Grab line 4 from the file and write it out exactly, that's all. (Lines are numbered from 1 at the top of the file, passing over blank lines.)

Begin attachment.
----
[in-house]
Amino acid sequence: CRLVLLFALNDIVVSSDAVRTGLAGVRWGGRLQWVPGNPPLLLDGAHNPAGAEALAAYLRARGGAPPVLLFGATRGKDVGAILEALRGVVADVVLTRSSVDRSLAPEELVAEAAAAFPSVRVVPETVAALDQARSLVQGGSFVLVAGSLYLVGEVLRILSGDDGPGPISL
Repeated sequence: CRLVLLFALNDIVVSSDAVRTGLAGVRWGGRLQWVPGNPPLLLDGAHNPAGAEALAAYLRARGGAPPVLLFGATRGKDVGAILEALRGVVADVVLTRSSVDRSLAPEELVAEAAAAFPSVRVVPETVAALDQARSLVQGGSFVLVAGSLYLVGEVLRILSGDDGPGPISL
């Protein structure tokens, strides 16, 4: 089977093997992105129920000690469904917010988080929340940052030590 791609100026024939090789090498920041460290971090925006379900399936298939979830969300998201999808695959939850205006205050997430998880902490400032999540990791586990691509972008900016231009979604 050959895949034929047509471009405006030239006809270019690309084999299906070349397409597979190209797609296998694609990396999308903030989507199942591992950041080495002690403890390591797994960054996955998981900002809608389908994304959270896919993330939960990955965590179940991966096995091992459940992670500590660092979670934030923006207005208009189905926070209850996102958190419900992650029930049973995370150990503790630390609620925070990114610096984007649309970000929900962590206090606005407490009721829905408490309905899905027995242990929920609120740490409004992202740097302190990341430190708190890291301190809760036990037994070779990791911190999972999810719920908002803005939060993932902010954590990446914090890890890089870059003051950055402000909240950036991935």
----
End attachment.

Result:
């Protein structure tokens, strides 16, 4: 089977093997992105129920000690469904917010988080929340940052030590 791609100026024939090789090498920041460290971090925006379900399936298939979830969300998201999808695959939850205006205050997430998880902490400032999540990791586990691509972008900016231009979604 050959895949034929047509471009405006030239006809270019690309084999299906070349397409597979190209797609296998694609990396999308903030989507199942591992950041080495002690403890390591797994960054996955998981900002809608389908994304959270896919993330939960990955965590179940991966096995091992459940992670500590660092979670934030923006207005208009189905926070209850996102958190419900992650029930049973995370150990503790630390609620925070990114610096984007649309970000929900962590206090606005407490009721829905408490309905899905027995242990929920609120740490409004992202740097302190990341430190708190890291301190809760036990037994070779990791911190999972999810719920908002803005939060993932902010954590990446914090890890890089870059003051950055402000909240950036991935």